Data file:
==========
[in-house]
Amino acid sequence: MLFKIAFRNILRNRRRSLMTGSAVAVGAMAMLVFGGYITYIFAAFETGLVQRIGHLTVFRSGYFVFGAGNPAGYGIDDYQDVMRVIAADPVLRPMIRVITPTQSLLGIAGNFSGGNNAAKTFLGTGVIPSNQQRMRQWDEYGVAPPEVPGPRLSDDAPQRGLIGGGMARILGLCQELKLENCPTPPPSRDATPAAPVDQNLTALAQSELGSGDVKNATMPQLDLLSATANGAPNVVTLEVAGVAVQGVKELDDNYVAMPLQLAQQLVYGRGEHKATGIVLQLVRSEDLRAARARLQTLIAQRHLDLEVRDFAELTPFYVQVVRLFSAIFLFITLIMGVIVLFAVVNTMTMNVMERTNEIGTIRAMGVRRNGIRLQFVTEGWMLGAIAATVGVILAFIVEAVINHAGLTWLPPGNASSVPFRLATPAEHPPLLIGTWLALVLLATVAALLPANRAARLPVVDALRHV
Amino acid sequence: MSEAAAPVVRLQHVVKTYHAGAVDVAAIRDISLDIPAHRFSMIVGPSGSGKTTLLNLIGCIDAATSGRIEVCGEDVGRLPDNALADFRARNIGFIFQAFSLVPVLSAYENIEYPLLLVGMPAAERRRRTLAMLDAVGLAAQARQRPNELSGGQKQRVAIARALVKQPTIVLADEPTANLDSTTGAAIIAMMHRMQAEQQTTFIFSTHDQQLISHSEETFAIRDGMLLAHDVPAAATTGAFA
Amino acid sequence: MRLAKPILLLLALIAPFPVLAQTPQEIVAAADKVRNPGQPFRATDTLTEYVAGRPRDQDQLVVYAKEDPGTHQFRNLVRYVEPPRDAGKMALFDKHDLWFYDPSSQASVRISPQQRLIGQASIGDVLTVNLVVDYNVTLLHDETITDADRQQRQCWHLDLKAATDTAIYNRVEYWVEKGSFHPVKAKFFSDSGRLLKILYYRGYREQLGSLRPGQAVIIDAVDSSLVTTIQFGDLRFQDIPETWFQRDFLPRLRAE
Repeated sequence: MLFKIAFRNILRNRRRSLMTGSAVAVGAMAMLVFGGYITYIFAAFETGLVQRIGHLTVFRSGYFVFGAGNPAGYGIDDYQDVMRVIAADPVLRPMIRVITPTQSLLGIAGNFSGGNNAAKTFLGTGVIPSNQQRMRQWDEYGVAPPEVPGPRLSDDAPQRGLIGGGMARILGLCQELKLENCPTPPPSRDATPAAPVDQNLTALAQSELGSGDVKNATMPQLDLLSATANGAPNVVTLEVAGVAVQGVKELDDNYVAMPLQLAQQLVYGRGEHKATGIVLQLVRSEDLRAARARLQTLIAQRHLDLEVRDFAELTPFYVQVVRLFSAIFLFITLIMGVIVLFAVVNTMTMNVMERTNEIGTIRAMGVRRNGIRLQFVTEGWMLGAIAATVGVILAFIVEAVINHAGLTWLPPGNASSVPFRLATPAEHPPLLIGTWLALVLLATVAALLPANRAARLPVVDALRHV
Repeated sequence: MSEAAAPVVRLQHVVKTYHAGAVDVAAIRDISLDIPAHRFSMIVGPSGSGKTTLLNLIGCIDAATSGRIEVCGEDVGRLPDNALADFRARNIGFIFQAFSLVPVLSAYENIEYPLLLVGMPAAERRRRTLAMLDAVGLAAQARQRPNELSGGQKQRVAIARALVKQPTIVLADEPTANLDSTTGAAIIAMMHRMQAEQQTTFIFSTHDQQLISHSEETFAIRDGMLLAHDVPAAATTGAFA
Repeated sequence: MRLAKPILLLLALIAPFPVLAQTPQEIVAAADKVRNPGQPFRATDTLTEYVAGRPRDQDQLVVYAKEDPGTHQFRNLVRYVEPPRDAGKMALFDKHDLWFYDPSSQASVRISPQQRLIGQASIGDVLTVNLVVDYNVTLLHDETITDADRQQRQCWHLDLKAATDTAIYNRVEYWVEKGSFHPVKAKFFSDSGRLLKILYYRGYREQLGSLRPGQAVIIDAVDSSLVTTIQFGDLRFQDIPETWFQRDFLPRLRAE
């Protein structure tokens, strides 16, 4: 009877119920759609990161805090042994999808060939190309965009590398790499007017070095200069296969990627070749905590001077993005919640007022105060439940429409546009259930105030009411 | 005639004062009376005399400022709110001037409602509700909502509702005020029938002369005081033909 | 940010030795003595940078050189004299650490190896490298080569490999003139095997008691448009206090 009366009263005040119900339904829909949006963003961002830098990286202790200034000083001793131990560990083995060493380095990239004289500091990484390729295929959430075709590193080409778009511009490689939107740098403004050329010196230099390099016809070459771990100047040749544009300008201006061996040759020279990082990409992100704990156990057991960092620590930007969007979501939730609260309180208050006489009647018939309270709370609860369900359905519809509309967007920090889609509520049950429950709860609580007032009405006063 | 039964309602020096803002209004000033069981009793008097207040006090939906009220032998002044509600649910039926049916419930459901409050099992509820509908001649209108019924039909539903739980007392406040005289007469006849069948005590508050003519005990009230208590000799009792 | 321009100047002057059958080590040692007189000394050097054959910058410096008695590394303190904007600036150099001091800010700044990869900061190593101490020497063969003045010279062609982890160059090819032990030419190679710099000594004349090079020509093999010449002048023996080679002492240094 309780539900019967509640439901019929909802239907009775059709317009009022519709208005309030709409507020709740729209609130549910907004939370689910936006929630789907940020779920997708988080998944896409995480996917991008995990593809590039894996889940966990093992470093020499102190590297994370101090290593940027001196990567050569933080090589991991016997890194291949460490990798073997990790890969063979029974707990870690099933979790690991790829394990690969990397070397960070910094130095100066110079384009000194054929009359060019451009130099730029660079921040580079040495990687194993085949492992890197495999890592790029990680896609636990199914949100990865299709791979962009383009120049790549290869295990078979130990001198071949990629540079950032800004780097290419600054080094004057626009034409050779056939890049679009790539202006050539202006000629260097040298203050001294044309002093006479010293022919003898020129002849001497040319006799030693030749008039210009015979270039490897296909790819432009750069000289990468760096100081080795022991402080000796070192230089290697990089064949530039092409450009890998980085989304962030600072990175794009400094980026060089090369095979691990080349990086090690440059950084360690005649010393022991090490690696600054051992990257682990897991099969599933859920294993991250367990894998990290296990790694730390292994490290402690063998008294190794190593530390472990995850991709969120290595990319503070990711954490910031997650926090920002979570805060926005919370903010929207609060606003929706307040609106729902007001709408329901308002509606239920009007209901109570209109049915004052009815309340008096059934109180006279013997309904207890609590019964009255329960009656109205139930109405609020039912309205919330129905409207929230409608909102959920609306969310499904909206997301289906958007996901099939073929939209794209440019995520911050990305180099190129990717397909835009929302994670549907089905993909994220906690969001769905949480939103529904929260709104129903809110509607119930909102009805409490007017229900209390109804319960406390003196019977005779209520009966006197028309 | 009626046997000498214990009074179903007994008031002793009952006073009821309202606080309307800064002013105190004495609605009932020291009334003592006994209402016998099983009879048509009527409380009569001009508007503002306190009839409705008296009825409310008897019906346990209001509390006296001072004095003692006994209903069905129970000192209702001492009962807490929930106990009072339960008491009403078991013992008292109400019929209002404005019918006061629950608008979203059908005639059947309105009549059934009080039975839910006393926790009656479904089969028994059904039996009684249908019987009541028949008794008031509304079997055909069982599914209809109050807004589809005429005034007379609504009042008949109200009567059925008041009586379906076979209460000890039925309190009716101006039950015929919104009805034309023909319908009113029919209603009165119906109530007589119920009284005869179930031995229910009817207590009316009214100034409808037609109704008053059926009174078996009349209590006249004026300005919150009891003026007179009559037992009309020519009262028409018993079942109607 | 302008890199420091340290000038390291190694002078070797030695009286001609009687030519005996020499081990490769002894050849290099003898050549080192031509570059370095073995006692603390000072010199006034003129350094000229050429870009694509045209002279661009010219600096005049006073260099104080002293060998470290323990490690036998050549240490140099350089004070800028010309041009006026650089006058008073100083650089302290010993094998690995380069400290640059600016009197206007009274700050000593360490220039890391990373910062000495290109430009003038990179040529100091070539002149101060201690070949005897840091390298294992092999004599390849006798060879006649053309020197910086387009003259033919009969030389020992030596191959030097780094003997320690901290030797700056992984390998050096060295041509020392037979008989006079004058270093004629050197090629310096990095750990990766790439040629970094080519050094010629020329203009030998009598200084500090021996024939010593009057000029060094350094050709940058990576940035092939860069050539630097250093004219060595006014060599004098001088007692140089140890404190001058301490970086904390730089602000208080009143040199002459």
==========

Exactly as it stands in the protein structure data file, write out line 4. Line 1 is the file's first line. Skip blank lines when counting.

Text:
Amino acid sequence: MRLAKPILLLLALIAPFPVLAQTPQEIVAAADKVRNPGQPFRATDTLTEYVAGRPRDQDQLVVYAKEDPGTHQFRNLVRYVEPPRDAGKMALFDKHDLWFYDPSSQASVRISPQQRLIGQASIGDVLTVNLVVDYNVTLLHDETITDADRQQRQCWHLDLKAATDTAIYNRVEYWVEKGSFHPVKAKFFSDSGRLLKILYYRGYREQLGSLRPGQAVIIDAVDSSLVTTIQFGDLRFQDIPETWFQRDFLPRLRAE